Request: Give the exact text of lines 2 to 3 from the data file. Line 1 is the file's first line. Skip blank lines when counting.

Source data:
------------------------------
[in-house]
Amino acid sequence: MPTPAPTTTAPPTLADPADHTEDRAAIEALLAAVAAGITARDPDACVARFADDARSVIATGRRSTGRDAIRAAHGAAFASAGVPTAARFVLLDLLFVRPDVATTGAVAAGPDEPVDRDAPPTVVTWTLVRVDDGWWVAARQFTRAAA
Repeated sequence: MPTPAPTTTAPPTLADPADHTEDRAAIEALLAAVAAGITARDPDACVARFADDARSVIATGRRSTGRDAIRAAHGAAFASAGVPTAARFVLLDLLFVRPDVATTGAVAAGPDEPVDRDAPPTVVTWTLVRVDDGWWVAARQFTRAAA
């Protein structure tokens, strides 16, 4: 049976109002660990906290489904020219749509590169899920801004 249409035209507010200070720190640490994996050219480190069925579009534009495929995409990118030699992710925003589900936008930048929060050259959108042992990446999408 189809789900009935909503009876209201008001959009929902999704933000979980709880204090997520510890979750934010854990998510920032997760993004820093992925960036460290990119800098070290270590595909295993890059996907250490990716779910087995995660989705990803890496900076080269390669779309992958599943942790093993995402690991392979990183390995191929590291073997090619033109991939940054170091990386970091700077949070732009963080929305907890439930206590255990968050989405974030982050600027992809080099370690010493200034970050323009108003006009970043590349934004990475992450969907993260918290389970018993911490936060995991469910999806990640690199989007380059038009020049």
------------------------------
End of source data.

Amino acid sequence: MPTPAPTTTAPPTLADPADHTEDRAAIEALLAAVAAGITARDPDACVARFADDARSVIATGRRSTGRDAIRAAHGAAFASAGVPTAARFVLLDLLFVRPDVATTGAVAAGPDEPVDRDAPPTVVTWTLVRVDDGWWVAARQFTRAAA
Repeated sequence: MPTPAPTTTAPPTLADPADHTEDRAAIEALLAAVAAGITARDPDACVARFADDARSVIATGRRSTGRDAIRAAHGAAFASAGVPTAARFVLLDLLFVRPDVATTGAVAAGPDEPVDRDAPPTVVTWTLVRVDDGWWVAARQFTRAAA